Jun 22, 2022
It's no surprise that one of the most beloved and well known shoujo anime of the early or mid seventies was Candy Candy. I've known of its existence for a while, and I even watched some episodes of the original series, but stopped due to other obligations and lack of time and subs at the time. But if there's one thing Candy Candy's become infamous for, its the fact that both creators, Kyoko Mizuki and Yumiko Igarashi, were engaged in harsh, vicious legal battles over royalties and who had true ownership of the show. It didn't help that the mangaka who illustrated the manga, Yumiko
Igarashi, tried to claim the show was her own, and that Kyoko's was not the original. Her actions, and the vicious lawsuits that ensued, prevented any and all Candy Candy properties to be licensed anywhere, even in its home country Japan, to the point where remastered DVDs for not just the main series, but for any and all animated properties like movies or OVAs, flat-out don't exist. The lawsuits even prohibited the production of new merchandise. This is the reason why the show never got licensed in English, and despite being loved in other countries like Italy, Latin America, etc., licensed products haven't reached there as well. Such is the case for the odd 90s anime pilot that was advertised as a movie...but it isn't anything more than a reanimated recap that retells 1/4th of the whole story.
What is said story about, anyway? Candace White aka Candy is a young girl who was dropped off at an orphanage when she was a baby. She grows up into a cheerful, energetic, tomboyish young girl who is beloved by everyone at Pony's Home, though has a tendency to get into scrapes every now and again. One day, not long after her best friend Annie got adopted, she receives the news that Candy herself is to be adopted by the noble Adley family...and the branch family kids, Eliza and Neil Reagan, make her life miserable. Luckily, she finds solace and friendship with Anthony Brown, and the Cornwall brothers Archie and Alistair and strives to never give up hope in the face of adversity.
If you ever plan on watching this movie in any capacity, just remember that literally the only fansubbed copy of it has very bad encoding quality. Because of the aforementioned lawsuits barring anyone from giving any of Candy Candy's anime remasters of any kind, the nineties movie looks like it was ripped from a VHS tape. That being said, the actual animation itself is a vast improvement from the TV series. The original TV anime came out in 1976, and...the show really shows its age, both from the character designs to the show's Hanna-Barbera-esque limited animation. Granted, I've only seen a few episodes of the series, so for all I know, maybe the show's animation improved over time, but I can't say for sure. I can say that the movie's animation is pretty good, even with the bad encoding quality. The motion is more fluid, the actual character designs are true to the original manga but are better adapted to fit the modern (nineties) era, and the backgrounds are more detailed. I will admit though, it's kinda weird seeing Annie have blonde hair as opposed to the black hair she had in the original TV anime. I've heard Annie's hair was blonde in the manga, but I kinda like her black hair from the series better, though I can respect the movie for wanting to be more faithful to the manga. The soundtrack is also pretty nice, full of mellow harmonicas, violins, and acoustic guitars that never feel overpowering. Plus, the updated theme song is well done, and the other insert songs are well sung as well, and considering they brought Mitsuko Horie back to sing them, this was a good decision on Toei's part.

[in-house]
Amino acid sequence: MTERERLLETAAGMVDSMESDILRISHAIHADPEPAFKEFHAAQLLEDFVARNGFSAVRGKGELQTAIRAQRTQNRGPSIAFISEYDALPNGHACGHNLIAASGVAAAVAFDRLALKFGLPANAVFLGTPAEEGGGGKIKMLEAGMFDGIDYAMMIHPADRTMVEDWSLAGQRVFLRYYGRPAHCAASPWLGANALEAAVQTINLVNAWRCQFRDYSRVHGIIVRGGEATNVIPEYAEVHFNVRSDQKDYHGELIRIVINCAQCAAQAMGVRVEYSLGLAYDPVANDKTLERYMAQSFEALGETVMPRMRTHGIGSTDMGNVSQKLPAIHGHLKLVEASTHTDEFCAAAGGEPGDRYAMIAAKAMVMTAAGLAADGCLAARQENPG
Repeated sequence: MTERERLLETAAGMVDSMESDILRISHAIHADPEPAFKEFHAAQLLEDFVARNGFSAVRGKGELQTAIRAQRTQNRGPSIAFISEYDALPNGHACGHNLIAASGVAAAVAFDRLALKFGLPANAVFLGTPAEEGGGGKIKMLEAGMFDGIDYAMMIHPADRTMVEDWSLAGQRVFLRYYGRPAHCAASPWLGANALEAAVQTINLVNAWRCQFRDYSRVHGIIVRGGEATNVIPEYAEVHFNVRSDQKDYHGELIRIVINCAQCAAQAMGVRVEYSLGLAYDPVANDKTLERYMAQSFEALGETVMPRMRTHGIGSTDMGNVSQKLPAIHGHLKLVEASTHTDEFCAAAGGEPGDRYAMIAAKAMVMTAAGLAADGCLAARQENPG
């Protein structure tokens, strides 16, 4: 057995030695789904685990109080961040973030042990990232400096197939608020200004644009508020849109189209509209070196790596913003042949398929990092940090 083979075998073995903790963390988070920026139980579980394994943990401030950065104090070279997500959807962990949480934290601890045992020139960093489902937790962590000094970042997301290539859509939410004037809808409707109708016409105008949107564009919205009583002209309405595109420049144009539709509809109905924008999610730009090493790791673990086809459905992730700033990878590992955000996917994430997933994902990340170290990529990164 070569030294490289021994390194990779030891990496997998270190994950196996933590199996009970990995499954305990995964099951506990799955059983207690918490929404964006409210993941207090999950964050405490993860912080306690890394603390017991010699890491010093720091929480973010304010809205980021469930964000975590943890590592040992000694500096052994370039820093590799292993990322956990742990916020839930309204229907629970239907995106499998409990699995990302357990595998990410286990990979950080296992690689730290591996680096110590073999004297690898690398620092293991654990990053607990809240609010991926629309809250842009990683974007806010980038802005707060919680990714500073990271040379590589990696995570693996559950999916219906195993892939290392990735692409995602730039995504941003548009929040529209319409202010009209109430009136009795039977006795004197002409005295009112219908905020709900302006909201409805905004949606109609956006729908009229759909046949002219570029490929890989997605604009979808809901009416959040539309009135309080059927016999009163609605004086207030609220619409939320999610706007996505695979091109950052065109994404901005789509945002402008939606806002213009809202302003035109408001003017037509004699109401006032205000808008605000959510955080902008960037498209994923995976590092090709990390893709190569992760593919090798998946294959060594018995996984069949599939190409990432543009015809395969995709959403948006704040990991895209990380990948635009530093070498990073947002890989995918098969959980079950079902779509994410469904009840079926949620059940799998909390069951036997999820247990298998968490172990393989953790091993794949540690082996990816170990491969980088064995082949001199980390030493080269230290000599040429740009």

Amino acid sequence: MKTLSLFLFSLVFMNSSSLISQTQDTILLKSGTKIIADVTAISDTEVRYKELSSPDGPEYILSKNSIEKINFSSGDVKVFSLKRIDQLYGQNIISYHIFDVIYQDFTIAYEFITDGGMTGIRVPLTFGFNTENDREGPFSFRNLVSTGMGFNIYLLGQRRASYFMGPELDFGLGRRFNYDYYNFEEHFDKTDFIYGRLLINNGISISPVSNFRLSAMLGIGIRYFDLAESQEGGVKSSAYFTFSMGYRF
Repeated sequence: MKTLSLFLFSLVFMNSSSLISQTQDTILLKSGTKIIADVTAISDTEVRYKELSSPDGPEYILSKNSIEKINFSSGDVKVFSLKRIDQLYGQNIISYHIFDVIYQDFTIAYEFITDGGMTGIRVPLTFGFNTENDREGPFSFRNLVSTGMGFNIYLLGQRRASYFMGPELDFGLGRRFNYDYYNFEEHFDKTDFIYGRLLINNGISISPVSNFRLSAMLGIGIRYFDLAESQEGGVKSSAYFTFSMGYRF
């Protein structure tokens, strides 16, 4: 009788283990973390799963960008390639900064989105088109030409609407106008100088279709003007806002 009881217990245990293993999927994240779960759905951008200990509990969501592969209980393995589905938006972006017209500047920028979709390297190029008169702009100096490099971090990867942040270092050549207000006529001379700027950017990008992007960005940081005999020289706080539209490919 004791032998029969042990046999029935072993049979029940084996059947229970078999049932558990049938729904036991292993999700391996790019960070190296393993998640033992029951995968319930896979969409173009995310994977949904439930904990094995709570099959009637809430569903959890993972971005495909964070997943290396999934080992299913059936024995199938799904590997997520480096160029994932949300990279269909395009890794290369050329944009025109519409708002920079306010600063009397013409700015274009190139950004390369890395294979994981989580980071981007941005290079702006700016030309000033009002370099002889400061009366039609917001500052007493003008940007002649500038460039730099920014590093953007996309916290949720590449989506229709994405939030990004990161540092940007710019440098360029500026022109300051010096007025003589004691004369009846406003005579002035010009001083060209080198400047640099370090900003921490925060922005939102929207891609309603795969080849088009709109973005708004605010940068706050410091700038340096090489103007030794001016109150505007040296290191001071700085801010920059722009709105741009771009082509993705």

The characters are where things get tricky. This "movie" is only half an hour long, and was intended to be a pilot for a new series, but as you can tell, that went nowhere. Because of its short length and the fact that it only tells one part of a much larger story, the characters wind up coming across as rather bland and one-note as a result. I haven't read the manga, so I can't comment on whether their characterization is true to the source or not, but they pretty much fulfill stock archetypes that have become prominent in most shoujo manga since Candy Candy's inception. Candy is the cheerful, energetic lead girl, Annie is the demure best friend, Eliza and Neal are your typical bullies, Anthony is the handsome love interest, so on and so forth. The first half of the movie consists of Candy dealing with Eliza and Neal, and the second half consists of the characters going to a fancy ball, so there isn't really much of a plot either. There's also the fact that the movie deliberately leaves out important events and even characters, such as Candy's first love interest, the fabled Prince of the Hill, so leaving those out just makes the Candy Candy movie feel even more half-baked. Also, I hate to say it, but by the time the movie was made, Minori Matsushima's voice had aged significantly, so she sounds a lot more raspy and hoarse here than she did in the show.
So with all this in mind, what exactly does the 1992 Candy Candy film have to offer? Honestly, not much. It's not bad or anything, as the animation and soundtrack are a vast improvement over the seventies series, but you can't sell a product on just those two things alone. But more than that, it's really sad to see such a beloved franchise end not with a bang, but with a whimper, and I'm sure the legal battles between Mizuki and Igarashi didn't help matters either. The only way I can really recommend this is if you want to watch some part of Candy Candy but don't want to watch over a hundred episodes. As it is, the 1992 Candy Candy movie is...just okay. Nothing great, but not bad. Just kinda half-baked, and Candy Candy deserves better. Also, rest in peace, Minori Matsushima.
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